On a lighter note, Merriman recalled the first big meal he had once returning stateside. Upon arrival at the mess hall, he wondered why there were garbage cans lining the front of the building. That thought faded away as he, accustomed to a diet of MREs (Meals Ready to Eat), gorged on all the hot, homemade food he could manage—that is, until the meaning of the garbage cans became clear. They were for soldiers who got sick after they’d eaten more than their calorie-deprived bodies could handle!

As Merriman tried to adjust to civilian life, he found that he “shut down.” He dealt with a lot of anger, particularly at what he felt was the government’s bungling of the war. In his words, “57,000 Americans died for absolutely nothing.” At first, he didn’t want anyone to know he’d been in Vietnam. Embittered, he ripped up his DD-214 (discharge form), and he did not apply for any veterans’ benefits. He turned to drink, which led to the failure of two marriages, until he joined Alcoholics Anonymous. He still serves with the fire company he joined just after his service in an effort to satisfy a need for adrenaline rushes he had acquired in the war. While he vows he wants nothing from the government, he has visited the Vietnam War Memorials in Holmdel and Washington, DC, and he does speak with local high school students about his experiences to ensure, as he puts it, that they realize that “freedom is not free.”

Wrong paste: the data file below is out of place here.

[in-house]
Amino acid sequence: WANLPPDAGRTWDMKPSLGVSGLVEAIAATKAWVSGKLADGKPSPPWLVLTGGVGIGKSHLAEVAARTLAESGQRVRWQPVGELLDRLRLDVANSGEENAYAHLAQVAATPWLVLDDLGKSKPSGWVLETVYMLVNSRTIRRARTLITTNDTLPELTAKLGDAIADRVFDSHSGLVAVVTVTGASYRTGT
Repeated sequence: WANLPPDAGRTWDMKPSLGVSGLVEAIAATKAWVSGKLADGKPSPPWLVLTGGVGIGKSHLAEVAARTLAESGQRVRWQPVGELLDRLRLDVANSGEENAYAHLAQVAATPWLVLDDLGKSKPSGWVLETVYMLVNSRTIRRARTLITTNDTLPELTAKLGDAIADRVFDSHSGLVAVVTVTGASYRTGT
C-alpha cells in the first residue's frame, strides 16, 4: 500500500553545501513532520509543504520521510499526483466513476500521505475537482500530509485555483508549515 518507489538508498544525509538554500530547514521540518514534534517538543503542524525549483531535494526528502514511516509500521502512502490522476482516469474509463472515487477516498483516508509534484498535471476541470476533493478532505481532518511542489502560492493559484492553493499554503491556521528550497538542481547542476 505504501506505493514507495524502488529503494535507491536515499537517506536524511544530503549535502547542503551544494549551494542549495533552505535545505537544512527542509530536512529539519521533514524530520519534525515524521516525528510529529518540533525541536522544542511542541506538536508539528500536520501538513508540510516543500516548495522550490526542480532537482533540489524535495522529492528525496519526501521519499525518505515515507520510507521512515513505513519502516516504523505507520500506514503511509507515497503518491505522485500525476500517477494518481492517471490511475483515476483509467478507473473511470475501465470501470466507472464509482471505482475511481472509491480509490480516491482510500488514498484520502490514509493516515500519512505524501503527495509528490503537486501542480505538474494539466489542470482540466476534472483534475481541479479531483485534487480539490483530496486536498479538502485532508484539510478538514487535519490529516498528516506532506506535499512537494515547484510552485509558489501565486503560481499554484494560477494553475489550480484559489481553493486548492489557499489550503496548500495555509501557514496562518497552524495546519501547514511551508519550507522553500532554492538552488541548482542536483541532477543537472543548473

Researchers